As of late, there is little desire or inclination to blog about much of anything. Does all the energy I see expended in the blogosphere even matter when it comes to making change? There exists a proliferation of posts, to be sure, that day after day cover the same old things, adding to the white noise. Does it accomplish anything of substance?

A problem in blogging is the need to imagine every insight is unique and indispensable. Nothing could be further from reality. To read, think, reflect and learn is more personally satisfying than trying to knock heads with others that do not care for any views besides their own, mockingly so, based on narrow agendas, paying lip service to toleration of others, yet adopting the fundamental approach of us versus them.

All of which brings me to this post. Peter A. Joseph is chairman of the Israel Policy Forum, a think tank that supports responsible U.S. diplomacy to achieve a sustainable, negotiated two-state solution to the Arab-Israeli conflict. Joseph wrote an op-ed a couple of days ago that captures some of what I've expressed above. His subject matter was the boundaries dividing American Jewish opinion on Israel, and its policies regarding Palestinians. He says:
In truth, American Jewish advocacy, like Israel’s political realities, is complex and cannot be addressed effectively through sound bites. But that is exactly what voices on the fringes have offered as their efforts have been directed at rallying political bases rather than advancing reasoned policy concepts. Instead of staking out principled, nuanced positions that reflect an understanding of competing narratives, both sides have adopted an oversimplified rhetoric that feeds fierce debate in the American Jewish community and shrinks political space for pragmatic policy.
Ironically, while the American Jewish left is more vocal than ever, it also has become more irrelevant. While correctly promoting the idea that there is not only one way to be pro-Israel, the left has joined with the right to fuel a with-us-or-against-us paradigm that has resulted in the highly charged debate. The left’s vocal and consistent condemnation of the Israeli government, as well as its lack of sensitivity to Israeli public opinion, has significantly undermined its pro-Israel claims. Consequently, it has never been more politically expedient for politicians and community leaders to disassociate from liberal Zionists.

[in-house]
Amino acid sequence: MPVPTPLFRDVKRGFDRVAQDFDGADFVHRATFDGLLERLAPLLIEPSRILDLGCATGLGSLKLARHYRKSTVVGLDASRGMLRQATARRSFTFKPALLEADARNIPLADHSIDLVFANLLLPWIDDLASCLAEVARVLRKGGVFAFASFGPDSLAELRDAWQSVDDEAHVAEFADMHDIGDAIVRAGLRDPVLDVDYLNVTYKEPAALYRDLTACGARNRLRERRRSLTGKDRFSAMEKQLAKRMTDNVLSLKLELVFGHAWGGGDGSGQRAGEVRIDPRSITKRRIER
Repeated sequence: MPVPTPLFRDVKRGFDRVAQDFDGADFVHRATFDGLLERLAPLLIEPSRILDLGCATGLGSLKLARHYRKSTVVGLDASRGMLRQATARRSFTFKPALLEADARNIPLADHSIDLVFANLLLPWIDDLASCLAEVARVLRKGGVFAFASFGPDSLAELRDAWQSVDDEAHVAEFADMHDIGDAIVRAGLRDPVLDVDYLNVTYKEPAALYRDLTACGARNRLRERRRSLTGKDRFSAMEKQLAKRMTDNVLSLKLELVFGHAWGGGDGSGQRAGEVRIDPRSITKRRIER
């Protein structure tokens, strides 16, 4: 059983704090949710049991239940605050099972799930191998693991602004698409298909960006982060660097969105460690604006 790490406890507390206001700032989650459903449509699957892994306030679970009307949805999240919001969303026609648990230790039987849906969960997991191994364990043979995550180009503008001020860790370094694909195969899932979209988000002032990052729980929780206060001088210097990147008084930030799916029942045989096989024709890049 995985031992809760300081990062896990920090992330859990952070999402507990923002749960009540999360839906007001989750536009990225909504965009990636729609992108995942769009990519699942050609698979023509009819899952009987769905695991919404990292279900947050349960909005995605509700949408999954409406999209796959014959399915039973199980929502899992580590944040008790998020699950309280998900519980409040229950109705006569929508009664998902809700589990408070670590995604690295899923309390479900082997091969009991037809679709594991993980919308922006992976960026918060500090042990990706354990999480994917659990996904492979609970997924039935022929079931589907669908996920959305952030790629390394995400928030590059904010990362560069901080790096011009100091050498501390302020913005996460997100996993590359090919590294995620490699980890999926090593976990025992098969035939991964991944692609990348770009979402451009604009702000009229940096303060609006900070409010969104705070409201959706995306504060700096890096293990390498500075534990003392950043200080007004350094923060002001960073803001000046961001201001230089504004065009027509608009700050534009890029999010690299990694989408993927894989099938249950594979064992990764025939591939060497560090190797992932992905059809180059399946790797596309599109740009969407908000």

The American Jewish right shares equal blame. It has sought to capitalize on the left’s failings, seeking to turn Israel into a partisan tool that can be wielded against President Obama and undermining bipartisan consensus support for the Jewish state. Faced with a choice, many organizations, community leaders and politicians quite naturally align themselves with the right, lest they risk alienation from a comfort zone of support for Israel. Others are disengaging from Israel advocacy altogether to avoid the seemingly endless debates that often resemble a dog chasing its own tail.
Similar divides extend into political discourse between activists. This helps illustrate why knowledge and durable solutions often are beyond grasp of activists. So long as the divisive mind set predominates, which denies the existence of any other truth besides one's own, the path to obtain a secure environment where humans take precedence over ideologies will be much longer and rockier than might otherwise be experienced.